Product Scrutiny and Benchmarking Lab

Scrutiniz a product and benchmark against existing designs.
Each exercise description was slightly modified from Material and Process course assignments, meticulously designed by Prof. Warren Ginn at NC State University


Product architecture study, material and process study, planning and assembling

Exercise One

1.Obtain/acquire a manufactured product for your analysis. The selected product should have at least one plastic injection molded component and should consist of at least (5) separate components (not including screws or other fasteners). Other materials and processes may be used as well, but this product should have some internal components (like a motor, electronics or other mechanism). As a guideline, the product should generally be of hand-held or smaller table-top proportions. The intent of this assignment is to have a reasonable degree of complexity in the product where its analysis yields valuable insights that can be applied in further assignment.
2.Disassemble the entire product, separating its external and internal components.
3. Document this disassembly process using well-composed digital images. Lay-out the plastic housing and internal parts in an ordered sequence. Photograph both inside and outside of housings. Some very good examples of this teardown process can be found at many websites like
4. Once the product is disassembled, create a hand-drawn exploded view drawing of the assembly (all parts).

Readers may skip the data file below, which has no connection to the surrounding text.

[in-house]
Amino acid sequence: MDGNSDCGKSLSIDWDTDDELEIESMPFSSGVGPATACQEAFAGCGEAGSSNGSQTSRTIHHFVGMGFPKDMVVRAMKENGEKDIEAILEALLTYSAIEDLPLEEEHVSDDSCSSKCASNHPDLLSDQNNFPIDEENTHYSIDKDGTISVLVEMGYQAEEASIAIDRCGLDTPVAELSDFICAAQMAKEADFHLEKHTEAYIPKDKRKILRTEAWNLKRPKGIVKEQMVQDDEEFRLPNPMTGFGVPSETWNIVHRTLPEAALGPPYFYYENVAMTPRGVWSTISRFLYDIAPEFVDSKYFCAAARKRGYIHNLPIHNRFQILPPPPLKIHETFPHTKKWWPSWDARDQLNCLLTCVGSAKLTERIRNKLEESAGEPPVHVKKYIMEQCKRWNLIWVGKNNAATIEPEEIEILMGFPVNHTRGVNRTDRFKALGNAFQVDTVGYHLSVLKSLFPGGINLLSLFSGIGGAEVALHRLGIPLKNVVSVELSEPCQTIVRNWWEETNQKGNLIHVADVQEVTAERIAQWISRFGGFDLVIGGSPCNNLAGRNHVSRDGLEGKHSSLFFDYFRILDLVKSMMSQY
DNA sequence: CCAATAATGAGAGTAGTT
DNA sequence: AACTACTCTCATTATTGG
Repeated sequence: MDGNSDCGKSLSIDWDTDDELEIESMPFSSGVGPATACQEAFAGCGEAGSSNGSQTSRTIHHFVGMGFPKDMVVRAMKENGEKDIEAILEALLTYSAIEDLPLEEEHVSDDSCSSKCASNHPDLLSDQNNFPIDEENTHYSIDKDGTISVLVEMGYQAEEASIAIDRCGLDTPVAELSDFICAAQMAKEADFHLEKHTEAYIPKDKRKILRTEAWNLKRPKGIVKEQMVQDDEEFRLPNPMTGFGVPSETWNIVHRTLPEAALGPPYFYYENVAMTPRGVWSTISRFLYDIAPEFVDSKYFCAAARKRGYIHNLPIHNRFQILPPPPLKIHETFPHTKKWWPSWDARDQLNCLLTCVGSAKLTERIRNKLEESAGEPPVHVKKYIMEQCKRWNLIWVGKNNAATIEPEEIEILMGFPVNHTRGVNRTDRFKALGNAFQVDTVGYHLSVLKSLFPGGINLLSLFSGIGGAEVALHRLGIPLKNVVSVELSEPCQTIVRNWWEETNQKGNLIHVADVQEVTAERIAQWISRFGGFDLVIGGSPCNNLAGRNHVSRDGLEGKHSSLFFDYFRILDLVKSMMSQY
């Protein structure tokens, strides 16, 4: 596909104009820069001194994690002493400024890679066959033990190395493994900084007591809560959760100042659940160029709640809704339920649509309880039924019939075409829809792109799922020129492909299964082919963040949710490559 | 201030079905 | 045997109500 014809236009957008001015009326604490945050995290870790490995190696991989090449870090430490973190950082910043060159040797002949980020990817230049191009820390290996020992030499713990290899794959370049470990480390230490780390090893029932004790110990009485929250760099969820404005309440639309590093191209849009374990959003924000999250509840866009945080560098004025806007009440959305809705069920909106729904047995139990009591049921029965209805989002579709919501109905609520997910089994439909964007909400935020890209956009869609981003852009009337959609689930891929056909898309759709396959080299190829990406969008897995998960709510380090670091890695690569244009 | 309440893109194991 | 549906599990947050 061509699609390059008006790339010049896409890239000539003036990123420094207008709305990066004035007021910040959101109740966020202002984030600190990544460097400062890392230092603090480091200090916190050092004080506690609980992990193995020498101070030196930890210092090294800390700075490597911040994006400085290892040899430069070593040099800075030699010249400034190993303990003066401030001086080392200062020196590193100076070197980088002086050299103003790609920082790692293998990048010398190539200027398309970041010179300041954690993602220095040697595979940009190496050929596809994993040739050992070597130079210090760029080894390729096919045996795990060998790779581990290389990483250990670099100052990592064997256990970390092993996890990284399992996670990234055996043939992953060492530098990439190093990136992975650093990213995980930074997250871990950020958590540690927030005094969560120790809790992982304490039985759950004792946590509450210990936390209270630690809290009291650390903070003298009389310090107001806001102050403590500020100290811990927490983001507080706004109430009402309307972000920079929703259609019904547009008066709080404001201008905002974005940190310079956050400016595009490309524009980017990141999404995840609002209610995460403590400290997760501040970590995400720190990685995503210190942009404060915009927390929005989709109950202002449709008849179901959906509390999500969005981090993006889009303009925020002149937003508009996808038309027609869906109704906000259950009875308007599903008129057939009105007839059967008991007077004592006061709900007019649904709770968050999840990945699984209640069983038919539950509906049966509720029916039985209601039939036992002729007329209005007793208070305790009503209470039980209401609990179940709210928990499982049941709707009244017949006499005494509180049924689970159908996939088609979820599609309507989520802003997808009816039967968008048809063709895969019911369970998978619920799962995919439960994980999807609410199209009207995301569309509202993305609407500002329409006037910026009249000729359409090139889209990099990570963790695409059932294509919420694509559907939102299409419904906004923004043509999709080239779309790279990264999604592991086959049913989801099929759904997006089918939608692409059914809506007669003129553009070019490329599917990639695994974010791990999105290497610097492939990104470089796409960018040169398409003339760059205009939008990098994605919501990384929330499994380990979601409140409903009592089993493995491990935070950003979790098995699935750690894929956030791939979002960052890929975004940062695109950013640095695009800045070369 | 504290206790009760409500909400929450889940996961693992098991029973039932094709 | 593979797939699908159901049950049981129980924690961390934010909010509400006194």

5. For at least (3) key components of the product like the external plastic housings, prepare individual annotated drawings of those parts. annotate each drawing with detailed information like: • gate (point of injection) • primary parting line • weld or knit lines • ejector pins • cavity and/or date stamp (if applicable) • direction of mold pull (straight pull, side action, sliding core, etc.)
Product Autopsy by Daniel Ma / BID Class of 2023, NC State University

Exercise Two

1. Find a piece of furniture primarily made of wood and describe it in text, images and illustrations.
2. You should identify the material(s) and joint(s) used, assembly techniques, etc.
3. Critique the piece: a. Review what is well-designed and what is not. b. What have you learned from this examination? c. What would you change in the design?
4. Sketch your concept of a modification or improvement to this piece as a “next generation” product. Document how your new design adds value to the product.

Wood Furniture Photo essay by Hsin Li  / MID Class of 2023, NC State University

Exercise Three

1. The product should be a combination of wood and metal elements (fasteners don’t count).  Employing other materials, like plastics, is permitted.
2.The design should address the mass-production of the parts and assembled product. How would you make 10 of these? What about 100? How about 10,000?
3.As part of design consideration of mass-production, there should either be an element that is “repeated” within the design (at least 5 times — the product can have multiple hooks) or multiple identical products can be made (at least 5 complete units). The repeated elements must be something design and fabricated by the student (as opposed to purchased)
4.It should generally range between 6″ and 24″ wide. This will be driven by your functional and aesthetic objective.
5. It must support at least a 15 lb load as it has to support at least one coat.its construction should be solid and appropriate for how it will be used.

Exercise Four

1. A minimum of 25 products incorporating plastic should be represented in your collection of product images with no more than 3 duplicates (e.g., same material used in 3 different products). You can find products that might use a combination of plastics (looking for variety in the materials and the types of products. Don’t just find 20 polyethylene buckets.)
1) Identify the product. 2) Identify the material(s) used. 3) Describe how you were able to make that determination. 4) State why that material is appropriate for that product. Guesses are okay as long as you apply a logic to why you think a product is made out of that material.